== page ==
2012 witnessed the great success of Mo Yan, the first Chinese writer awarded with Nobel Prize in Literature. Since then, Mo’s works have been among the best-seller list in both Chinese and overseas markets, and the world started to pay more and more attention to Chinese culture.
A lover of books, I also read some works of Mo Yan, such as, Red Sorghum, Frogs, Life and Death Are Wearing Me Out. His novels, Big Breasts and Wide Hips, The Garlic Ballads, Shifu, You’ll Do Anything for a Laugh, and the Republic of Wine, are also in my reading plan.
Most of his works are epic historical novels characterized by hallucinatory realism and black humor, easy to understand and full of power. His words are so vivid and convincing that when I was reading his novel, Frogs, I even mistook it as his autobiography.
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Mo Yan’s contribution to Chinese literature is well clear to all, however, the dedication of his translation partners can’t be ignored. Without their hard work, Mo Yan would never receive so many honors and glories. Some even said these back-stage heroes are as great as Mo Yan.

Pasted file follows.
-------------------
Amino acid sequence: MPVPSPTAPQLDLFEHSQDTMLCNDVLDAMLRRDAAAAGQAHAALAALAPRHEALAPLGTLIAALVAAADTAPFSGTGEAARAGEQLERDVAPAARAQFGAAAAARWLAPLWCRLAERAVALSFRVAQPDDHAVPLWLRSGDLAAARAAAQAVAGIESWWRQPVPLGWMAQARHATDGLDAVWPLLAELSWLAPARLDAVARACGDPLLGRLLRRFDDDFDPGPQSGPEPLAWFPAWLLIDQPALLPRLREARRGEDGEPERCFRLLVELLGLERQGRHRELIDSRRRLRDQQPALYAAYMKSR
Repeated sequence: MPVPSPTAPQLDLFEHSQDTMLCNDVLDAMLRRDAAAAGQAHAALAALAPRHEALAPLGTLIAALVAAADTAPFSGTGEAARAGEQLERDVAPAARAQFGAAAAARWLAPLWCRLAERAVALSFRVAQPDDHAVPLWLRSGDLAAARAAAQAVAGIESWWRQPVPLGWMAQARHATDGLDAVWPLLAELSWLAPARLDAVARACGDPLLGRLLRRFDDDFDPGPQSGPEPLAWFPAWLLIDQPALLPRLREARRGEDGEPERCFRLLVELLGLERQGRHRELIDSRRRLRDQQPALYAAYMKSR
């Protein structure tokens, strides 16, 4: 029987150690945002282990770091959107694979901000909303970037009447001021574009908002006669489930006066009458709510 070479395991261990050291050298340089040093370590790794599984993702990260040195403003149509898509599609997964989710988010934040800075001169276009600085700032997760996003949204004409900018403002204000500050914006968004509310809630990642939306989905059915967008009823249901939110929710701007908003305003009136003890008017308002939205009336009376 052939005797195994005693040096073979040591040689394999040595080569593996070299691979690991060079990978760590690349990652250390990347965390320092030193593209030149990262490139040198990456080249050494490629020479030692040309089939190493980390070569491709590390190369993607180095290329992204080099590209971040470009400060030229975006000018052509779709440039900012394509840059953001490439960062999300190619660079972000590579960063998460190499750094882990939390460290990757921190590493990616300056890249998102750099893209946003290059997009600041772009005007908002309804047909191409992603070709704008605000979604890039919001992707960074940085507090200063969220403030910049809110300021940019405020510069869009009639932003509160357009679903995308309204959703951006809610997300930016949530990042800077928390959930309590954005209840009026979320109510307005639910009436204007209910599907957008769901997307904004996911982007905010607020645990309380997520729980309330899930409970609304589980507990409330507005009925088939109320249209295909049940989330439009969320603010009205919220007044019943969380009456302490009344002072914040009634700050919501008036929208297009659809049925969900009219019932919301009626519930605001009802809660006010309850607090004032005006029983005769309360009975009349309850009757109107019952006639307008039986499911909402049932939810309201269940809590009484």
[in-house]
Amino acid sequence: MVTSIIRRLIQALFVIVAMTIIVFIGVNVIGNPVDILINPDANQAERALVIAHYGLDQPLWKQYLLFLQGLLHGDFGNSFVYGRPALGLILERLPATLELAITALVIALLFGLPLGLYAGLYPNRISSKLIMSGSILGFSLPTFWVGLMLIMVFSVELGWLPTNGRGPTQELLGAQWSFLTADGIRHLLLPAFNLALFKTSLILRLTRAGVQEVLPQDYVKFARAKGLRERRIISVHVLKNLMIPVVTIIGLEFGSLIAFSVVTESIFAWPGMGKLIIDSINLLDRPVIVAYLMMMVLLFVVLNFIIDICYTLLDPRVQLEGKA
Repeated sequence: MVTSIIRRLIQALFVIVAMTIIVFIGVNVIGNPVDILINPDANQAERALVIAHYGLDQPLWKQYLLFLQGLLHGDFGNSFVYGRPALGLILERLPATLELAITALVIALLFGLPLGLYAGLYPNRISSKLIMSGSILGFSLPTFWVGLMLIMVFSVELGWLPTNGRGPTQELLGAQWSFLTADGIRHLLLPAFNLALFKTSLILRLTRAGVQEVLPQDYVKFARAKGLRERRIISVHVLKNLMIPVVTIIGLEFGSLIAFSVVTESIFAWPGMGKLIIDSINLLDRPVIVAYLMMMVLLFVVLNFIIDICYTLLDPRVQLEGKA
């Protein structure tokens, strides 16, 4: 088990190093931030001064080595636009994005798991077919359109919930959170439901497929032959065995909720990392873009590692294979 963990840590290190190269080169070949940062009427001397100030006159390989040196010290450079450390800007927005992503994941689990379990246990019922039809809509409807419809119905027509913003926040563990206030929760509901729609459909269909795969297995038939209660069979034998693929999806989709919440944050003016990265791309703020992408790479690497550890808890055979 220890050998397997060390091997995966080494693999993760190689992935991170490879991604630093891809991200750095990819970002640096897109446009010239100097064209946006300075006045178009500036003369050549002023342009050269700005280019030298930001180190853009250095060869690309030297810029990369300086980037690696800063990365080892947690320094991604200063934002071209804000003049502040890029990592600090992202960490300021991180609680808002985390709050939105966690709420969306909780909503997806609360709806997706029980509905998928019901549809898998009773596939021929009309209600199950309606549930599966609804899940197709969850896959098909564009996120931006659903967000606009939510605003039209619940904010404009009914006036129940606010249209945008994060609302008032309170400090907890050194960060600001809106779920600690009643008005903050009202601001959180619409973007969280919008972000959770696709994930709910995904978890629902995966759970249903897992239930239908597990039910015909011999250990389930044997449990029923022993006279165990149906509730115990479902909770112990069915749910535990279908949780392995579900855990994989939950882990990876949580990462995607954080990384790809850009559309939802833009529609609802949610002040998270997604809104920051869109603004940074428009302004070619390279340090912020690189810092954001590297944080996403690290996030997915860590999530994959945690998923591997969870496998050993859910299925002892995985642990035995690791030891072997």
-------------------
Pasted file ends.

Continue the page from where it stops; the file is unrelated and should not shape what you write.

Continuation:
It’s no exaggeration. Translation is by no means a simple skill, it also involves in creative works, even more difficult and complicate than writing itself. And some say that translators are frustrated writers.
According to the words of Howard Goldblatt (one of Mo Yan’s foremost translators), the task of translation is like “exertions” and “midwifery”. That’s why it’s believed that a writer can be well defined or destroyed by translation, while Mo Yan is a lucky person to enjoy the benefit of translation and established his world-wide fame from it.
However, not all writers have the same luck as Mo Yan does. For example, Isaac Bashevis Singer, winner of the 1978 Nobel Prize for Literature, was full of complaints about his translators. It was an unfortunate thing for his translators, but could have been even more unfortunate for Mr Singer. But now, as Mo Yan won the Nobel Prize, translators, such as Wen Jieruo, Howard Goldblatt, Anna Gustafsson Chen, have received international recognition, and a new epoch for translators comes.
However, Chinese literature is far from being well familiarized by the world, and the existence of few translations is the main reason for the marginalization of Chinese literature in the world, and more good translators are still wanted.
As an insignificant translator, I have a long way to go before becoming a great translator. Proud of the achievements that the current translation circle has made, I will take them as an example and devote my whole life to this career. Live and learn.